Likewise, a temperate soul—one who is humble and full of love—is also a person of increased spiritual strength. With increased spiritual strength, we are able to develop self-mastery and to live with moderation. We learn to control, or temper, our anger, vanity, and pride. With increased spiritual strength, we can protect ourselves from the dangerous excesses and destructive addictions of today’s world.
We all seek peace of mind, and we all desire security and happiness for our families. If we look for silver linings in this past year’s economic downturn, perhaps the trials some have faced have taught us that peace of mind, security, and happiness do not come from buying a home or accumulating possessions for which the debt incurred is larger than our savings or income can afford.
We live in an impatient and intemperate world full of uncertainty and contention. It is like the community of converts to various religions where Joseph Smith lived when he was a 14-year-old boy seeking answers to his questions. Young Joseph said, “All their good feelings one for another, if they ever had any, were entirely lost in a strife of words and a contest about opinions.”7
Security for our families comes from learning self-control, avoiding the excesses of this world, and being temperate in all things. Peace of mind comes from strengthened faith in Jesus Christ. Happiness comes from being diligent in keeping covenants made at baptism and in the holy temples of the Lord.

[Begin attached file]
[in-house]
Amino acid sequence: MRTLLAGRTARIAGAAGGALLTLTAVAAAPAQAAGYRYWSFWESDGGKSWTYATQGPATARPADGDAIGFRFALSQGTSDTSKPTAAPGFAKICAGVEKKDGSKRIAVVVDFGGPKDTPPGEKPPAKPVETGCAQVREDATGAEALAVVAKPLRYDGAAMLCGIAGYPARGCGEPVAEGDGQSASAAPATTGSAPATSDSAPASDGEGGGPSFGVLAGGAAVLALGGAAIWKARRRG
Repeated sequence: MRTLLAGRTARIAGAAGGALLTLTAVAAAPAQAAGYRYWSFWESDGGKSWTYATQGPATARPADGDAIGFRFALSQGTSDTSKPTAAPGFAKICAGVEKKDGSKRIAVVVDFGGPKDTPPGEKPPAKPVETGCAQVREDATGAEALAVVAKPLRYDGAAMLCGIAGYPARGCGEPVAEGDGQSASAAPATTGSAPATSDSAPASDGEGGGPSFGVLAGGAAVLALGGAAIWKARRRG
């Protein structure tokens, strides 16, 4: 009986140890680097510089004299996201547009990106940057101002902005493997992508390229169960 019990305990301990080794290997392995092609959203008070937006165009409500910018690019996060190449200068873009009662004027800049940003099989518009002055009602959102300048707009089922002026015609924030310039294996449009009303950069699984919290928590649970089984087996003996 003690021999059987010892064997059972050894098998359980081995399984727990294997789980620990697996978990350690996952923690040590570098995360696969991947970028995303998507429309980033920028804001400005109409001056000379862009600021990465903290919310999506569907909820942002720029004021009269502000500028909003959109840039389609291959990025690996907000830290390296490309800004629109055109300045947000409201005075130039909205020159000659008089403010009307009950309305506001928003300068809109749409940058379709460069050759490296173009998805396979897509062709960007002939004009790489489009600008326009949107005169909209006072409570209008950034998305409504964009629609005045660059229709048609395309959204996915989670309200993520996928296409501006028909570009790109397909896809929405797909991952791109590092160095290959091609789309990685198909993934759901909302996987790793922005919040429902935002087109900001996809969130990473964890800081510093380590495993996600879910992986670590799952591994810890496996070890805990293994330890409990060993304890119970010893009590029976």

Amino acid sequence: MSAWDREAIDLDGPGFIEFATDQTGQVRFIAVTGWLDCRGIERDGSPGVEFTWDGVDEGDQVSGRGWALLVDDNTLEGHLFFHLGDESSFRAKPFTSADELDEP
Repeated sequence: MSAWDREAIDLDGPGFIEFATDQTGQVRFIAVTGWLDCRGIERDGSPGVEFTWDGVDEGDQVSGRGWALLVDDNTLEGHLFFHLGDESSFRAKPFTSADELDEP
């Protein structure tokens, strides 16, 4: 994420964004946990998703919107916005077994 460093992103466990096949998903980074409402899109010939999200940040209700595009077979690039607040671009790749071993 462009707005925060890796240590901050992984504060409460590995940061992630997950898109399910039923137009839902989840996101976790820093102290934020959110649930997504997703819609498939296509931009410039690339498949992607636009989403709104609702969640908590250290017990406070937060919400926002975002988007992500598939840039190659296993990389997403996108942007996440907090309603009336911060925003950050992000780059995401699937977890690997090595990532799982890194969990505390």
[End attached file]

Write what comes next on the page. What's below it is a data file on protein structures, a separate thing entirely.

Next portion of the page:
What better example do we have of temperance than our Savior, Jesus Christ?
When our hearts are stirred to anger by disputation and contention, the Savior taught that we should “repent, and become as a little child.”8 We should be reconciled with our brother and come to the Savior with full purpose of heart.9
When others are unkind, Jesus taught that “my kindness shall not depart from thee.”10
When we are confronted with affliction, He said: “Be patient in afflictions, revile not against those that revile. Govern your house in meekness, and be steadfast.”11
When Jesus Christ, the greatest of all, suffered for us to the extent that He bled from every pore, He did not express anger or revile in suffering. With unsurpassed self-restraint, or temperance, His thoughts were not of Himself but of you and of me. And then, in humility and full of love, He said, “Nevertheless, glory be to the Father, and I partook and finished my preparations unto the children of men.”14
During this past year, it has been my privilege to bear testimony of the reality of our Savior and the Restoration of the gospel to Saints and friends throughout Asia. Most are first-generation Latter-day Saints who live on the frontier of the Church. This latter-day journey in their realm is reminiscent of that experienced by the first Latter-day Saints of yesteryear.
In this marvelous world of diversity in Asia, where members of The Church of Jesus Christ of Latter-day Saints are a mere fraction of one percent of the vast population, I have gained a better appreciation for the Christlike attribute of temperance. I love and honor these Saints, who have taught me by example what it means to be humble and full of love, “being temperate in all things, whatsoever shall be entrusted to [their] care.”15 Through them I have come to better understand God’s love for all of His children.
I leave my witness that our Redeemer lives and His divine gift of temperance is available to each of God’s children, in the name of Jesus Christ, amen.